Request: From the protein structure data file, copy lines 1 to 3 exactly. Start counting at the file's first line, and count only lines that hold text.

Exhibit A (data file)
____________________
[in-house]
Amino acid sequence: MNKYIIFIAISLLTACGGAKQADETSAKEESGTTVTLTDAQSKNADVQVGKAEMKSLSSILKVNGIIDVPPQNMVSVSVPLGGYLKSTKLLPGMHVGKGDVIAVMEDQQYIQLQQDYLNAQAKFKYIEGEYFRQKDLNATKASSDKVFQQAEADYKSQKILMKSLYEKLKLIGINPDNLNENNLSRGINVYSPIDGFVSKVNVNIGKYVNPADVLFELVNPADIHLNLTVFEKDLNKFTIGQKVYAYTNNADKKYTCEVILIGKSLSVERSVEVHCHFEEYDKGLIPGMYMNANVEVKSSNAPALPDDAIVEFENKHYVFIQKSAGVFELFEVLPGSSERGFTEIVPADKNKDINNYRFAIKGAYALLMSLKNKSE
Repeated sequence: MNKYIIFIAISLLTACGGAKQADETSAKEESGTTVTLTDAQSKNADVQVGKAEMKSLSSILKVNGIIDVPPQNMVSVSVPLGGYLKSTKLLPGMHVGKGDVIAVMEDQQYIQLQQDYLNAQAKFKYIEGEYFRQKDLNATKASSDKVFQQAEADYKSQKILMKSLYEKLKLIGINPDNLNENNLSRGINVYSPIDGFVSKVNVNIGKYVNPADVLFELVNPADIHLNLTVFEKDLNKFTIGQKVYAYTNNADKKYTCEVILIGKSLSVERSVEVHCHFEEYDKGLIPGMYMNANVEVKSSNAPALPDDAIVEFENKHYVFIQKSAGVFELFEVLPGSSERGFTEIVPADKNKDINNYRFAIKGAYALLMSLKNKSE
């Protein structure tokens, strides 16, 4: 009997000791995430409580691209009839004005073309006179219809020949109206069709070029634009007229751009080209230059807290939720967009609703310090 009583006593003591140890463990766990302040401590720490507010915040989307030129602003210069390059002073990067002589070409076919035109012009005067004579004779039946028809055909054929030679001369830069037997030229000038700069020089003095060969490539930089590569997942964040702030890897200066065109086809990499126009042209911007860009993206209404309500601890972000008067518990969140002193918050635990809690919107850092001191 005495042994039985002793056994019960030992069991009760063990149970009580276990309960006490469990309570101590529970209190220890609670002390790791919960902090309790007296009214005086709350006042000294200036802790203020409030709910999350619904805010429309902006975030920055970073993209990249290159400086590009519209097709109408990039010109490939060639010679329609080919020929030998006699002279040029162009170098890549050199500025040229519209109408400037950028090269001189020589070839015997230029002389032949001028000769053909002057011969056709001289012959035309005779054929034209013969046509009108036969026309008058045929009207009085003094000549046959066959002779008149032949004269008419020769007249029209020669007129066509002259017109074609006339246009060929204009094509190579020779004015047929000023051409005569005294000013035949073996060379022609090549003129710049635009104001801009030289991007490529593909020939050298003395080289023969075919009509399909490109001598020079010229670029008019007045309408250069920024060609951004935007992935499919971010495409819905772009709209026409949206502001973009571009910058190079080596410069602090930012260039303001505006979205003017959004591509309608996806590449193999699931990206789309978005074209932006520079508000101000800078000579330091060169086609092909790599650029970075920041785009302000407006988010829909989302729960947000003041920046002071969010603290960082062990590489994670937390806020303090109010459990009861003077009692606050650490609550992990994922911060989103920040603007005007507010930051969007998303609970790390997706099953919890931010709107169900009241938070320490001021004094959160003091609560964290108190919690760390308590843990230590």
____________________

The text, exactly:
[in-house]
Amino acid sequence: MNKYIIFIAISLLTACGGAKQADETSAKEESGTTVTLTDAQSKNADVQVGKAEMKSLSSILKVNGIIDVPPQNMVSVSVPLGGYLKSTKLLPGMHVGKGDVIAVMEDQQYIQLQQDYLNAQAKFKYIEGEYFRQKDLNATKASSDKVFQQAEADYKSQKILMKSLYEKLKLIGINPDNLNENNLSRGINVYSPIDGFVSKVNVNIGKYVNPADVLFELVNPADIHLNLTVFEKDLNKFTIGQKVYAYTNNADKKYTCEVILIGKSLSVERSVEVHCHFEEYDKGLIPGMYMNANVEVKSSNAPALPDDAIVEFENKHYVFIQKSAGVFELFEVLPGSSERGFTEIVPADKNKDINNYRFAIKGAYALLMSLKNKSE
Repeated sequence: MNKYIIFIAISLLTACGGAKQADETSAKEESGTTVTLTDAQSKNADVQVGKAEMKSLSSILKVNGIIDVPPQNMVSVSVPLGGYLKSTKLLPGMHVGKGDVIAVMEDQQYIQLQQDYLNAQAKFKYIEGEYFRQKDLNATKASSDKVFQQAEADYKSQKILMKSLYEKLKLIGINPDNLNENNLSRGINVYSPIDGFVSKVNVNIGKYVNPADVLFELVNPADIHLNLTVFEKDLNKFTIGQKVYAYTNNADKKYTCEVILIGKSLSVERSVEVHCHFEEYDKGLIPGMYMNANVEVKSSNAPALPDDAIVEFENKHYVFIQKSAGVFELFEVLPGSSERGFTEIVPADKNKDINNYRFAIKGAYALLMSLKNKSE